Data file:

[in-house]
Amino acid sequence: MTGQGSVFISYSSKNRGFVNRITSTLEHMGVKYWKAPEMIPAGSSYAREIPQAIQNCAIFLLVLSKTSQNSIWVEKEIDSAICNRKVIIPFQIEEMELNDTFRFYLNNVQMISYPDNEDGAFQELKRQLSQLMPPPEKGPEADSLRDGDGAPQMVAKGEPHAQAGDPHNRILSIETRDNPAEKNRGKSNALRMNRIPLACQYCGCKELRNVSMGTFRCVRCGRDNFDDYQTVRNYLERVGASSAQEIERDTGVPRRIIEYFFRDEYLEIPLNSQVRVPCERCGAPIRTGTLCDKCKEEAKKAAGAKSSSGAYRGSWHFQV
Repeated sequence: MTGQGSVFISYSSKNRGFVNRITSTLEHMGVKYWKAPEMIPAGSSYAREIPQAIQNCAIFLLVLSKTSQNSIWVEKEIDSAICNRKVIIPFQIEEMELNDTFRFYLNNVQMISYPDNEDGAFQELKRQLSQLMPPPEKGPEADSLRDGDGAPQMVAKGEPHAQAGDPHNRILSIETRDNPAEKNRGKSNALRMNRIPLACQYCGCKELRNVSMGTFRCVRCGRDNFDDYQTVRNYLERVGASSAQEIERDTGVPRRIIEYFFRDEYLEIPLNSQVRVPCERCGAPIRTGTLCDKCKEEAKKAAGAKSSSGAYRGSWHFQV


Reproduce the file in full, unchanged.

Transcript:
[in-house]
Amino acid sequence: MTGQGSVFISYSSKNRGFVNRITSTLEHMGVKYWKAPEMIPAGSSYAREIPQAIQNCAIFLLVLSKTSQNSIWVEKEIDSAICNRKVIIPFQIEEMELNDTFRFYLNNVQMISYPDNEDGAFQELKRQLSQLMPPPEKGPEADSLRDGDGAPQMVAKGEPHAQAGDPHNRILSIETRDNPAEKNRGKSNALRMNRIPLACQYCGCKELRNVSMGTFRCVRCGRDNFDDYQTVRNYLERVGASSAQEIERDTGVPRRIIEYFFRDEYLEIPLNSQVRVPCERCGAPIRTGTLCDKCKEEAKKAAGAKSSSGAYRGSWHFQV
Repeated sequence: MTGQGSVFISYSSKNRGFVNRITSTLEHMGVKYWKAPEMIPAGSSYAREIPQAIQNCAIFLLVLSKTSQNSIWVEKEIDSAICNRKVIIPFQIEEMELNDTFRFYLNNVQMISYPDNEDGAFQELKRQLSQLMPPPEKGPEADSLRDGDGAPQMVAKGEPHAQAGDPHNRILSIETRDNPAEKNRGKSNALRMNRIPLACQYCGCKELRNVSMGTFRCVRCGRDNFDDYQTVRNYLERVGASSAQEIERDTGVPRRIIEYFFRDEYLEIPLNSQVRVPCERCGAPIRTGTLCDKCKEEAKKAAGAKSSSGAYRGSWHFQV